The Amtrak Cities Sprinter locomotives are being assembled in Siemens’ Sacramento, Calif., rail manufacturing plant, with parts built from its plants in Norwood, Ohio; Alpharetta, Ga.; and Richland, Miss., and nearly 70 suppliers. They will operate on Northeast Regional trains at speeds up to 125 mph on the Northeast Corridor along the Washington-New York-Boston route and on Keystone Service trains at speeds up to 110 mph on the Keystone Corridor from Philadelphia to Harrisburg, Pa. In addition, all long-distance trains operating on the NEC will be powered by the new locomotives.
The new locomotives are designed for easier maintenance and are intended to improve energy efficiency by using a regenerative braking system that will feed energy back into the power grid. They also meet the latest federal rail safety regulations.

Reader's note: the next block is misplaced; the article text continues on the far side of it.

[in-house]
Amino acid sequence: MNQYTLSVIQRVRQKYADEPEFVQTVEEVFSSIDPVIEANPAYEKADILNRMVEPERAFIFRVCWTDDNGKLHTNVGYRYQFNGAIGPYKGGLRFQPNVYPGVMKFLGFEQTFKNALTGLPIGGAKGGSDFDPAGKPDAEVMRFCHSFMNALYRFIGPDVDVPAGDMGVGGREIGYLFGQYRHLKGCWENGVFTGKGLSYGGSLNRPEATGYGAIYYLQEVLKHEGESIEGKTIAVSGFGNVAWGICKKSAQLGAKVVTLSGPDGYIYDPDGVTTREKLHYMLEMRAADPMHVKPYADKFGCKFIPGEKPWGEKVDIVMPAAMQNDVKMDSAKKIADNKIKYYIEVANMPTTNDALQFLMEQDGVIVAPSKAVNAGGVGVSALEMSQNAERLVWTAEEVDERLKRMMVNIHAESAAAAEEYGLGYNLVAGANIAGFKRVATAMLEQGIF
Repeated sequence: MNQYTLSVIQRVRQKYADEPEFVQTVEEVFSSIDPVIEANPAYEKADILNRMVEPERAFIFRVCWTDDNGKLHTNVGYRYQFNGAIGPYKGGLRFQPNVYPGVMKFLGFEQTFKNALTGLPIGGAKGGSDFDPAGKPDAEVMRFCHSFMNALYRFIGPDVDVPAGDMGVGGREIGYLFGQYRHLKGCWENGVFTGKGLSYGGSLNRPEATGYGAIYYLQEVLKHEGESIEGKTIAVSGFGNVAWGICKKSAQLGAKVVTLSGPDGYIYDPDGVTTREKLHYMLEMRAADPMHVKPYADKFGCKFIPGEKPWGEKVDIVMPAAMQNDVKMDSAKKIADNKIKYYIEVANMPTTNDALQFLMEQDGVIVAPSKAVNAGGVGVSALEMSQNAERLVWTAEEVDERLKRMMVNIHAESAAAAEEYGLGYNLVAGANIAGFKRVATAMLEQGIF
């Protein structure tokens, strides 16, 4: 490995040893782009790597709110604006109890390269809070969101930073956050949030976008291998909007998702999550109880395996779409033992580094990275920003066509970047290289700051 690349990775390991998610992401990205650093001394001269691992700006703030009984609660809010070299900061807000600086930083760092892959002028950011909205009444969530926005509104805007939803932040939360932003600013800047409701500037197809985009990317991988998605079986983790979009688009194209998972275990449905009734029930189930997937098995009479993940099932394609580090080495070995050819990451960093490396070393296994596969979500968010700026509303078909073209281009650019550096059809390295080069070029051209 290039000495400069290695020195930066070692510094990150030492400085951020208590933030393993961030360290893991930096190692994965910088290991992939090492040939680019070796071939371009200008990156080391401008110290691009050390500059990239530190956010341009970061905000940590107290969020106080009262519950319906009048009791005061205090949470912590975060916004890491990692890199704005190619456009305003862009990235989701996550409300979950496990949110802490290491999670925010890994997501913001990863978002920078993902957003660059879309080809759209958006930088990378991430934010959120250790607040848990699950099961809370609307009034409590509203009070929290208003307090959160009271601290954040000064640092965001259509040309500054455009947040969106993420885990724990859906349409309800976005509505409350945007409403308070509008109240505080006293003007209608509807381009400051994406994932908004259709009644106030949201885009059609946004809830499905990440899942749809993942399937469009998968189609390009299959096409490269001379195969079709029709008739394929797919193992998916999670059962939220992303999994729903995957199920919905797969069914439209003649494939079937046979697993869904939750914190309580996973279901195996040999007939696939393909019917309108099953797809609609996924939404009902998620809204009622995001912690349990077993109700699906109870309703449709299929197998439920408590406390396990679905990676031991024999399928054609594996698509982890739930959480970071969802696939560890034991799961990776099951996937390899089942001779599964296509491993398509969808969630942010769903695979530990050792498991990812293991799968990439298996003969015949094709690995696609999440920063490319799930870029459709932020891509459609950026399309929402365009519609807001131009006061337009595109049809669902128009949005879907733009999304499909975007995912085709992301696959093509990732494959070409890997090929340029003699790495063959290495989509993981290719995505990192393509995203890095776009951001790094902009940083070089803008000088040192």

The first three locomotives of the $466 million order will undergo a comprehensive testing program this summer for entry into revenue service in the fall, including two at a U.S. Department of Transportation facility in Pueblo, Colo., and one on the NEC. Once they are commissioned, production of the remaining units will ramp up for monthly delivery through 2016.
The new locomotives are part of a comprehensive Amtrak fleet strategy plan to modernize and expand its equipment. The new units will replace electric locomotives that have between 25 and 35 years of service and average mileage of more than 3.5 million miles traveled, with some approaching 4.5 million miles.